There are a wide variety of toys for cats, but picking one that your child and cat will both enjoy could pose a challenge, since most felines aren't great sharers. In order to develop the bond between child and cat, allow your child to be the dispenser of toys and treats in the family, letting her pick out the toy of the moment and give it to the cat. Most felines love balls because the movement mimics prey, so it's possible that your child could teach your cat to play fetch. This does require a level of patience on behalf of all parties involved, as most cats will catch but not return a tossed toy.
Other great toys for cats include treat balls that your feline must bat and spin to finagle the treats inside to fall out, as well as battery-operated toys that interact with your cat by automatically moving objects around and enticing kitty to pounce. These toys won't do much to entertain your child, but your cat's hilarious reactions will.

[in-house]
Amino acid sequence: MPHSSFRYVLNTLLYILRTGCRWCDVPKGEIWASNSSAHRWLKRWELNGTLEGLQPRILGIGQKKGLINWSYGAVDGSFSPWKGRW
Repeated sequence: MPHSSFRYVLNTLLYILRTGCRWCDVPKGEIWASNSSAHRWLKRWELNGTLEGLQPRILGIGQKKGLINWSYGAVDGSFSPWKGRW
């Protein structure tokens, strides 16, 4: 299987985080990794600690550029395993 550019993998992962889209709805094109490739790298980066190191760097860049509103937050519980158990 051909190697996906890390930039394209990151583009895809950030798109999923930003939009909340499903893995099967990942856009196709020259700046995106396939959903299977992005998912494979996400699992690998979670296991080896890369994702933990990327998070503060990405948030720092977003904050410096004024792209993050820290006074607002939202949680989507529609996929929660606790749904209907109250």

No matter what game or activity you try with your cat and child, the time spent together is most important. Don't forget to always supervise any interaction between animals and young children to ensure a happy playtime for all.
- American Society for the Prevention of Cruelty to Animals. "Cats Who Play Rough." (August 1, 2011) http://www.aspcabehavior.org/articles/29/Cats-Who-Play-Rough-.aspx
- American Society for the Prevention of Cruelty to Animals. "Cat Toys." (August 1, 2011) http://www.aspcabehavior.org/articles/106/Cat-Toys.aspx
- Lang, J. Stephen. "1,001 Things You Always Wanted to Know About Cats." Howell Book House. 2004.
- Tedeschi, Bob. "Will Game-Playing Cats Now Dream of Electric Mice?" The New York Times. January 5, 2011. (August 1, 2011) http://www.nytimes.com/2011/01/06/technology/personaltech/06smart.html
HowStuffWorks examines the practice of cat declawing, a procedure that causes pain for the animal and is, in most cases, unnecessary.